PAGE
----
Eat like you mean it

I have a pretty good relationship with food. I’m not afraid of eating, I enjoy and seek out really good food, and I’m extremely discerning (my mom would say picky) about what I eat. But sometimes it gets a little complex.  To the rules I already had when I started working out — eat only real food (as opposed to any packaged, processed food-like substances), avoid factory farmed meat, eat organic or local/seasonal as much as is affordable and practical — I added a new layer. Eat food that will help make me strong.

My diet has changed pretty drastically in the last year. I eat a lot more meat, a lot less bread, and quite a few more calories. I only count calories before a meet when I want to make sure I don’t accidentally come in over (which I’m learning is not a problem, coming in five pounds under that last two times). But even though I’m not counting, I still try to eat reasonably most of the time. I’m just a bit taller than 5 ft 1 and no matter how heavy of weights I lift, there’s just not much room on a frame that small to hide excess weight.

But sometimes, I just toss my rules out the window and decide to enjoy food that’s just not that good for me. I do it without guilt and without remorse, and just chow down on what makes me happy. I did that over the long weekend, starting with a platter of fried goodness while out at a friend’s birthday gathering Friday night.  Fried shrimp, french fries and coleslaw with a beer — all of which I enjoyed with great relish. Saturday en route to visit family we had to choose from highway offerings, so I had a tuna fish sandwich — honest to goodness two slices of bread from Panera along with a bag of chips and an apple. Fistfuls of pita chips, wedges of cheese and grapes made for an afternoon snack on the lake, then it was a local steak and veggies plus a glass of winefor a normal dinner. Then I polished off a slab of chocolate brownie/cake birthday treat my mom made. The next day was a family reunion and I won’t even list the crap I ate there. My protein choices were limited to fast food chicken or deviled eggs, so I went with the eggs and a plateful of carbs followed by pecan pie. While I was on this roll I had pizza cheesebread for dinner with, why not, a Vanilla Coke, my first in two months.  And there was still birthday cake, so I had more of that. Steak and eggs with fried apples made up my breakfast the next morning, and it was leftover cheesebread for lunch. Somewhere along the weekend I managed to eat about half a jar of almond butter and a couple of bananas too. I made a token effort at something healthful for dinner with chicken breast and veggies, then put it on an Ezekiel tortilla topped with cheese, avocado and a spoonful of sour cream.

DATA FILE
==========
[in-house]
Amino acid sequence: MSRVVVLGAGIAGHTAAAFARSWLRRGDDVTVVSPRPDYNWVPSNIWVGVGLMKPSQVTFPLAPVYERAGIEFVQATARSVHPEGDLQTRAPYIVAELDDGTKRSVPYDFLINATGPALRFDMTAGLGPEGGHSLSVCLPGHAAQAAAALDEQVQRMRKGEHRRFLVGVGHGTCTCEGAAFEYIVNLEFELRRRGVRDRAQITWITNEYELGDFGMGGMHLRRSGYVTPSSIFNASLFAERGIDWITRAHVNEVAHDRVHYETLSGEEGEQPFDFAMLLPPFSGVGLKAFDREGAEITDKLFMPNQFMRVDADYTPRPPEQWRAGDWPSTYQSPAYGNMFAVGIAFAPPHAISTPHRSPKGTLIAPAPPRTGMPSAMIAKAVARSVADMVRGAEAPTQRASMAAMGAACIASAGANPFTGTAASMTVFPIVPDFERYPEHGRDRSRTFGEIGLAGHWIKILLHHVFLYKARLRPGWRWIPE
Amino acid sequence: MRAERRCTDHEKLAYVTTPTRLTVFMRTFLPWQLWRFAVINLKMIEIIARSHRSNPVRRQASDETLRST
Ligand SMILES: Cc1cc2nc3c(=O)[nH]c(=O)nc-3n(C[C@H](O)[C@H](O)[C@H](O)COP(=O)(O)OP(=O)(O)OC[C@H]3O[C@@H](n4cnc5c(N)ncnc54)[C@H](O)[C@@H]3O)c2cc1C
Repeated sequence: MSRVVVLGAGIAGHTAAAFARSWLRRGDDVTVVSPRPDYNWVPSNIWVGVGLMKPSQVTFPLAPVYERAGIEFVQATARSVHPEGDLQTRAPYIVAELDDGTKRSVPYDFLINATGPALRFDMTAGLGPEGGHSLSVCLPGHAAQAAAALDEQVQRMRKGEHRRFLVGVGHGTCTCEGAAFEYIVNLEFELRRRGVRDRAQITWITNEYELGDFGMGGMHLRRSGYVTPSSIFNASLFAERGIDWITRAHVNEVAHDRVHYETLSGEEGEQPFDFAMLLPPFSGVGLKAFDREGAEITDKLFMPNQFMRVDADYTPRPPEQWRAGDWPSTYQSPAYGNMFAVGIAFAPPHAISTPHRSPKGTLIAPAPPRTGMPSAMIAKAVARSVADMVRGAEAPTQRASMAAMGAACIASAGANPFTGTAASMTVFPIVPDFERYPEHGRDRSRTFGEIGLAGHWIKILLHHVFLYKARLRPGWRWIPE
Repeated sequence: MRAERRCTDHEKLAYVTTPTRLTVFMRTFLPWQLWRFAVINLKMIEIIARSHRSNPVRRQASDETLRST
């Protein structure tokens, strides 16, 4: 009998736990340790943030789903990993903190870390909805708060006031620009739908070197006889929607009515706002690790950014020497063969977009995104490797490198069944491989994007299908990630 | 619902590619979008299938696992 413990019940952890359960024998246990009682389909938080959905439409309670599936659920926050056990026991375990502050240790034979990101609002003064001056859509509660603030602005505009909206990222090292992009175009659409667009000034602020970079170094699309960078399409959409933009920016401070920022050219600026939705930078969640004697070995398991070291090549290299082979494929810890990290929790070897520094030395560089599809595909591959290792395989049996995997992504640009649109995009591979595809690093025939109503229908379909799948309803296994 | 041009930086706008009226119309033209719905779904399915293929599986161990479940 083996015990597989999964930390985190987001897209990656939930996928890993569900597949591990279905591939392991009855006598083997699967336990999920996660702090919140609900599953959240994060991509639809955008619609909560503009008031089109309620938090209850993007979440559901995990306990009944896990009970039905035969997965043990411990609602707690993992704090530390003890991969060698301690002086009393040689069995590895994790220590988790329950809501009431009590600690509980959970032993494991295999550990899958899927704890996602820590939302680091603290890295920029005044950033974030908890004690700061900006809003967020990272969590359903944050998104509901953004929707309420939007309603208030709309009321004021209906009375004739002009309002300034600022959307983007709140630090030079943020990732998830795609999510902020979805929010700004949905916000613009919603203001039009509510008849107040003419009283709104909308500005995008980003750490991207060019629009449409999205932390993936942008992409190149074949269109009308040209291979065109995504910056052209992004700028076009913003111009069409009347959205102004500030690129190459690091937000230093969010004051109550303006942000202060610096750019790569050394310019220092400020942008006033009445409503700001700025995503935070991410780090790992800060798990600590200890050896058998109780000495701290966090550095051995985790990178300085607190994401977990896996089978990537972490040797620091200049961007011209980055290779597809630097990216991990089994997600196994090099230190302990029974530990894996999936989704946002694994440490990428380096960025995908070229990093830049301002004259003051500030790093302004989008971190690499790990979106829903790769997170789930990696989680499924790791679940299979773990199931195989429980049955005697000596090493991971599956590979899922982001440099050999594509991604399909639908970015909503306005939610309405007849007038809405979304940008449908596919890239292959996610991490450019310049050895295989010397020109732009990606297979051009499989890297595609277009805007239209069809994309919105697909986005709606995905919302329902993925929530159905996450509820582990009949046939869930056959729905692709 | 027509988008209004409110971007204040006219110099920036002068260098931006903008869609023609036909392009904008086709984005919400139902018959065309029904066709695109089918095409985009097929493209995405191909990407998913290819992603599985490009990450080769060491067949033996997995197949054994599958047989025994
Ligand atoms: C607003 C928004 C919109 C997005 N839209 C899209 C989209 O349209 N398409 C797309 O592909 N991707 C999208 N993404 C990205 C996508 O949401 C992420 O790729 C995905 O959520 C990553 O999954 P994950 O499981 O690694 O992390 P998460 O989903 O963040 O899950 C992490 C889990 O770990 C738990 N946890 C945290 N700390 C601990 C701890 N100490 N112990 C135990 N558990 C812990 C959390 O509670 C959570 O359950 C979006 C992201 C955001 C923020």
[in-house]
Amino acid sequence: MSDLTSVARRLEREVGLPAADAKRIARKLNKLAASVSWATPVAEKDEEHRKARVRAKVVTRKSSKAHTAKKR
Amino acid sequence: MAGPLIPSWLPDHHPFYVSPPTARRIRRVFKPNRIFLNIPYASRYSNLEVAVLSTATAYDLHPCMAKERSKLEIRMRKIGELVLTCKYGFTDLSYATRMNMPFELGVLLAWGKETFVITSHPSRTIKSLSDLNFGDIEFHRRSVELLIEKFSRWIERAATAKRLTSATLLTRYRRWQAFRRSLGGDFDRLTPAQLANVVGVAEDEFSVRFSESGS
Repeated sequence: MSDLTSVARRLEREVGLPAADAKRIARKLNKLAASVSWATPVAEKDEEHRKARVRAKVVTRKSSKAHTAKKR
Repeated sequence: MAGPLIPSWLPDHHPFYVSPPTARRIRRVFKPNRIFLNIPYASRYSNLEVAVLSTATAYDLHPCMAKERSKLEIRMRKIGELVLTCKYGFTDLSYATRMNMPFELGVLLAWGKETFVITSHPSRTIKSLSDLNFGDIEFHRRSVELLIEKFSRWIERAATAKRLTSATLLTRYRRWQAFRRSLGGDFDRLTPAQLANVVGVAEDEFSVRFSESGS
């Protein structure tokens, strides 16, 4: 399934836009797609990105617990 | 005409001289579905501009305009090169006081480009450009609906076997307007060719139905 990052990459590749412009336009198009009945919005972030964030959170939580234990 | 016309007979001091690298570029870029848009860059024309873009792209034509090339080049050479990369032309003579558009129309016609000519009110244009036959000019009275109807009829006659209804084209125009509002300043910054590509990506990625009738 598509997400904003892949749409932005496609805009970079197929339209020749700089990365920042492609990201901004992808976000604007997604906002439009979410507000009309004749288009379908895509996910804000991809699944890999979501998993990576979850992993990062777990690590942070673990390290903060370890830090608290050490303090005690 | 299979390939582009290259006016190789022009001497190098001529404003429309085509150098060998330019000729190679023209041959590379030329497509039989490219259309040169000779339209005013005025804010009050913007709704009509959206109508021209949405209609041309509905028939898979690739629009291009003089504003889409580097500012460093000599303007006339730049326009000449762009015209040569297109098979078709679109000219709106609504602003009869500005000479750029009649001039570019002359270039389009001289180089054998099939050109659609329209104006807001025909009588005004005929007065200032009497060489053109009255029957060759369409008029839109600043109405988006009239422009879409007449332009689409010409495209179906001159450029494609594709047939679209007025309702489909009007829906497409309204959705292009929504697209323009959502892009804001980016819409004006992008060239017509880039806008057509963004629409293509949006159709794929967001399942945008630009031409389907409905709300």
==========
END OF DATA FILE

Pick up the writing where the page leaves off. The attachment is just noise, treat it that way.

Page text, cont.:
After such a horrific eating spree over the weekend I was a little leery going for my Tuesday morning workout. I hadn’t nourished my body with an abundance of proteins, fruits and veggies —  instead I had blasted it with salt, fat, carbs and empty calories.

But you know what? I crushed my workout. We started with high box squats, five reps at a time, Ben loading weight and loading and loading. At last he said “we’ll stay here for two more sets,” and I asked how much it was. It was 205 pounds. Yes, it was box squats, but 205 pounds on my back is 205 pounds on my back, and I was rocking them and I knew it. We moved on the bench for a four rep max and I nailed 91 pounds for two sets of four, a PR.  I knocked out body rows hanging from a pull-up bar with my feet on a shelf, and then got to the hardest work of the day, 25lb kettlebell single arm presses on the floor. And although I moved the weight extremely slowly, I got 3 sets of 8 each side, and then for fun did a few chin-ups.

“Maybe I should calorie blast like that more often!” I said, joking, to Ben. “You can’t get stronger if you’re calorie deficient,” he said.

I wouldn’t have thought I was calorie deficient. If I were to estimate, I’d say I eat about 1800-2000 or so calories on a normal day. But evidently doubling that for a weekend gave me some kind of boost because I didn’t get shaky once during the workout. If every training day could feel like that, I’d gladly stuff myself. If that puts a little meat on my bones, well, I don’t think that will hurt.

So I’m embarking on a bit of an experiment this week.  I’m eating more calories, I’m eating more carbs, and I’ll see how I feel. Friday is a heavy day, so we’ll see then if eating like I mean it will help me  train like I mean it — and get strong like I want to be.


3 thoughts on “Eat like you mean it

  1. I’m interested to see how this experiment turns out! I eat Paleo most of the time, and kind of a lot (in my eyes), but I also get totally fatigued by the last set on a heavy day. If there’s an easy way to prevent that…sign me up! (I’d totally rather deadlift 300 lbs than see my abs, if I had to choose.)

    • I wish I could say it made me Superwoman, so I could eat pizza all the time, but not so much. I did get an 18 inch box squat PR – 2 @ 215lbs, but on sumo deadlift I failed my last rep of my last set (although that’s just as much due to not keeping my arse down as strength).
      But my coach commented that I didn’t seem as strong as I had on Monday so it’s back to my usual, which isn’t really Paleo, but relies on fruits and veggies for my only carbs about 90% of the time.
      I do think that an occasional huge blast of calories is good for me though, and this experiment just taught me it’s best to limit it to a short time period, and only on occasion.

      • Aw. Too much to ask for, I guess 🙂
        I’ve noticed two things that make a huge difference: sleep and gluten. If I don’t sleep well, I can’t lift well. And any wheat pretty much knocks me on my ass for a day or two afterwards. (Unfortunate…I’m kinda fond of beer!)

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